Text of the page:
I’m not talking about the color of money; I’m talking about the environment!
My point – and potential investors don’t seem to realize this fact – XRP doesn’t require wasteful mining to secure its network like Bitcoin. Proof of Work (Or “P.O.W.” in industry parlance) consensus algorithms require the usage of massive amounts of electricity. The thousands of computers that validate transactions need massive amounts of electricity to “mine” for bitcoins.
What is Bitcoin Mining?
In case you’re new to crypto-currencies: Bitcoin, and many crypto-currencies that have been created in its image, perform a distributed verification of payment using a database that is interconnected to thousands of computers on the internet. Each processor competes to perform verification calculations for the set of transactions to be included in a new ‘block’ or grouping of transactions. 1
The bitcoin miner who verifies the creation of a new block of transactions is rewarded with bitcoins (or whatever coin is being validated). Once they submit their “proof of work” and are rewarded, the miners can then sell their bitcoins, pay their operating costs, and then pocket any difference as profit.
For bitcoin, its coal-fueled mining facilities in China have become a subject of much attention and debate, as the miner’s interests’ are only about generating bitcoins as a mining reward. They do not focus on other metrics, such as up-time and network stability, as Ripple does. Here are some pictures of one such mining operation:
The energy consumption of Bitcoin mining is massive. Bitcoin currently is estimated to generate 2,000,000 metric tons of CO2 every year. 2 Ethereum fails on this point as well due to its proof-of-work consensus, and also requires massive electrical consumption to fuel its consensus algorithm and to keep it’s network secure. 3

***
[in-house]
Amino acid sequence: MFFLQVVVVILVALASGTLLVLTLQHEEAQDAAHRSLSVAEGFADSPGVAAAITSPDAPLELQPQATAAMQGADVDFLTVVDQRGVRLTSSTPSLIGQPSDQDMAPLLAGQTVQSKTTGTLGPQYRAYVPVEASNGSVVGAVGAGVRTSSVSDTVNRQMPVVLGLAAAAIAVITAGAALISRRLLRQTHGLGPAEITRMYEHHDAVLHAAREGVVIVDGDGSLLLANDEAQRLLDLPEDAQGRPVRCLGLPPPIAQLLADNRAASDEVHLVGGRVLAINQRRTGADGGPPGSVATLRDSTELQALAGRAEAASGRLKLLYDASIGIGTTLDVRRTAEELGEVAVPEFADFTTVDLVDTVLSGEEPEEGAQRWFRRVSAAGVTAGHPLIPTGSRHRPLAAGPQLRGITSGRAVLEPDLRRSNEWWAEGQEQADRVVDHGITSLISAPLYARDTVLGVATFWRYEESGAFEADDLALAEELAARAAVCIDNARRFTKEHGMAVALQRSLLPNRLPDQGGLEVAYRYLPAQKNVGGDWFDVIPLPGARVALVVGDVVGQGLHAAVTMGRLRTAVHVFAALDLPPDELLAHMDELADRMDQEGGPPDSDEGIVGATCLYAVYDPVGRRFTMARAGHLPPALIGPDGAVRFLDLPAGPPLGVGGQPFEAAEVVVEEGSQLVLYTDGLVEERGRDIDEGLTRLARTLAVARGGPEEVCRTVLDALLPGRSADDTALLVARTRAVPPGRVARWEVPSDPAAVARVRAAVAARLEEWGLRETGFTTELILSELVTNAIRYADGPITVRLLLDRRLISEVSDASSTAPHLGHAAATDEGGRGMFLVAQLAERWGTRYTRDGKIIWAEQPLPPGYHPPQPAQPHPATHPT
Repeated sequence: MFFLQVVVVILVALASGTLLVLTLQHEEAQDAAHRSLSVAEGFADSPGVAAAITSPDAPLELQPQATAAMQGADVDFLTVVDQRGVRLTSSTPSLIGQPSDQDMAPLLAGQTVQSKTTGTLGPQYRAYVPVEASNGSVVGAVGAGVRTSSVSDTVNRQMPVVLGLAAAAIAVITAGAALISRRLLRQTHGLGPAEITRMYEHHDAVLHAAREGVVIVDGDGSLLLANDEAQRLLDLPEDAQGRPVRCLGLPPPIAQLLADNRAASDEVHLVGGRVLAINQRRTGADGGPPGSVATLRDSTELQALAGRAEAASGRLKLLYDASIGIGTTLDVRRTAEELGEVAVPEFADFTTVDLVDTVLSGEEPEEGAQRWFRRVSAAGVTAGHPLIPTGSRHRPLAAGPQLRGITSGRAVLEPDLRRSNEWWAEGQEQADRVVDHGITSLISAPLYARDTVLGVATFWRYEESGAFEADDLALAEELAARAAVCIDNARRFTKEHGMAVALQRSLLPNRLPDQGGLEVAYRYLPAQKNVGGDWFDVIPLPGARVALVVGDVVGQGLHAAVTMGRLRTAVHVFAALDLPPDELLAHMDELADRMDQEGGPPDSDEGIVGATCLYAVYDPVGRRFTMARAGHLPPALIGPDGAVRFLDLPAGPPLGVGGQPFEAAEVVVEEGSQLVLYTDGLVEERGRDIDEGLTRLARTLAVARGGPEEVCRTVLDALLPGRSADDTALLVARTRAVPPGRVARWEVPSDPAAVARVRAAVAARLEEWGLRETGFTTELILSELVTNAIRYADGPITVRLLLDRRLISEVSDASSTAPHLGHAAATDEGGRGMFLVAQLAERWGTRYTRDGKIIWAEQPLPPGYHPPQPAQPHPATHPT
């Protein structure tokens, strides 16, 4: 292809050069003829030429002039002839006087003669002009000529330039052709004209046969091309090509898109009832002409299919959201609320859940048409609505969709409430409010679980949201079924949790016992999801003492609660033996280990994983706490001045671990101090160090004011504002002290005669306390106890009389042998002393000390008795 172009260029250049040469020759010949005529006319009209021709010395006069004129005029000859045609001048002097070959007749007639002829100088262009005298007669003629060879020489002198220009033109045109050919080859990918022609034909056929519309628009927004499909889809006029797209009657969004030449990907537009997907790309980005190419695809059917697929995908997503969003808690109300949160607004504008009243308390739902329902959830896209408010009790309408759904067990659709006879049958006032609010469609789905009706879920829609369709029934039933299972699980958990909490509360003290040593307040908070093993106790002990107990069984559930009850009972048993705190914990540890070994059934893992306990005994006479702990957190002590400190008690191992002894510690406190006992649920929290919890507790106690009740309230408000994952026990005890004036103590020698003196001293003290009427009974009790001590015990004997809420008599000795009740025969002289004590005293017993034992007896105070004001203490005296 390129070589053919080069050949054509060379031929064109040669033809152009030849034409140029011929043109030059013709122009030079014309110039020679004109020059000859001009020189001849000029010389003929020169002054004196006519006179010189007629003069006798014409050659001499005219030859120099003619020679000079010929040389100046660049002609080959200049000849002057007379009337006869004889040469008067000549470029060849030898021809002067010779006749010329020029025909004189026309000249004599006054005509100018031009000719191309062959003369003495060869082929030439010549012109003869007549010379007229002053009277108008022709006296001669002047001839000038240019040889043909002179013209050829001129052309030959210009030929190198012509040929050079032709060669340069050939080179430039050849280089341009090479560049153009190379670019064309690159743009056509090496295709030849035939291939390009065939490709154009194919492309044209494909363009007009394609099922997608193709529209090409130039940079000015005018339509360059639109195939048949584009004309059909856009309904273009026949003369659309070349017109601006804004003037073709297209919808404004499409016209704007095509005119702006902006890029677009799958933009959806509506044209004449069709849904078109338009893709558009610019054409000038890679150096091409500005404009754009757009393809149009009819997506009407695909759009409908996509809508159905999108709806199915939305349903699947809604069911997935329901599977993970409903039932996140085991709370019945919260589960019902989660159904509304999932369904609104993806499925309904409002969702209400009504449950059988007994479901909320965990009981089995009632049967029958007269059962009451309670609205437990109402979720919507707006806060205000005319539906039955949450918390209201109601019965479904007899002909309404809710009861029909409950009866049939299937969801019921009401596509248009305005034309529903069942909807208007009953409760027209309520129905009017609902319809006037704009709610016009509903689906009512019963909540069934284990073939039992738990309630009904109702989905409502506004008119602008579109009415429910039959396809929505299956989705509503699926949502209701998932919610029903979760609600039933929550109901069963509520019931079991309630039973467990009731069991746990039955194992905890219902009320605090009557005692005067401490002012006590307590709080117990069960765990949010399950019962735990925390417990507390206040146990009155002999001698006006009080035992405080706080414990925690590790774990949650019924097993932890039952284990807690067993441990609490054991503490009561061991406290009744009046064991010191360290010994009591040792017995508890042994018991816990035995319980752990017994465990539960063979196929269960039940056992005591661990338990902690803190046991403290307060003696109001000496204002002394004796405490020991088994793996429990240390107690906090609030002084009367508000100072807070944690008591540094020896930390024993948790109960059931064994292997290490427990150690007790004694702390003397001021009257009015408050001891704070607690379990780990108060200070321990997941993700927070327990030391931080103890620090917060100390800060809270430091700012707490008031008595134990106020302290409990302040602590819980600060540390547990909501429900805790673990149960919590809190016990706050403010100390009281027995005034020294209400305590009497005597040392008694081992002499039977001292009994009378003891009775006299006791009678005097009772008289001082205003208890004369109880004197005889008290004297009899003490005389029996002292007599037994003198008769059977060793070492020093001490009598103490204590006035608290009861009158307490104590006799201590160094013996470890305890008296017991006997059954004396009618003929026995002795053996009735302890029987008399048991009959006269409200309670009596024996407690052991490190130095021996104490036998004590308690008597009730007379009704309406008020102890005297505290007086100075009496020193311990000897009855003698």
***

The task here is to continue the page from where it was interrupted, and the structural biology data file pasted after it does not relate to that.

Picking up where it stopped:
Other Types of Consensus Don’t Harm the Environment
In contrast, other types of consensus algorithms do not require this energy because consensus can be achieved in other ways. When it comes to blockchains, the most common alternative is a hybrid of a consensus approach known as “Proof of Stake,” where the consensus is achieved by nodes that have the most “stake” or amount of coins. 4 This approach is still considered a bit of a novelty, and requires a hybrid approach to start off the blockchain at its beginning stages – essentially hard-coding in a starting distribution of the stake to initiate the protocol.
The Ripple Protocol
The other consensus algorithm is one that has been proven stable over many years of use; the Ripple Protocol Consensus Algorithm (Ripple Protocol). It’s not considered a proof of work or a proof of state, but instead is centered around a “voting” mechanism among nodes on a network. 5 This means that no mining is necessary on the XRP Ledger, and it is by far the most energy-efficient method of achieving transaction confirmations, even more so than a hybrid proof-of-stake.
The Buying Public Chooses Green
The general public has shown a tendency to opt for “green energy” solutions in almost every industry where they know about the choice, or it’s clearly labeled. Perhaps Ethereum and Bitcoin should be required to place a warning label on their crypto-currency for potential investors, showing them just what their choice of crypto is doing to the environment?
Ripple will sporadically remind audiences 6 of the fact that XRP doesn’t require massive coal-fueled power to secure their network; I like these points, and I’d like to see that point made even more strongly! On their website, the energy consumption reference is not emphasized as one of the primary points about XRP, but it’s there if you know where to look. 7
On their website, Ripple has chosen not to trumpet the environmental-friendliness of their solution, instead focusing on its incredible speed, scalability, and efficiency; but for me, it’s good to know that the environment is benefiting from my choice of investment as well.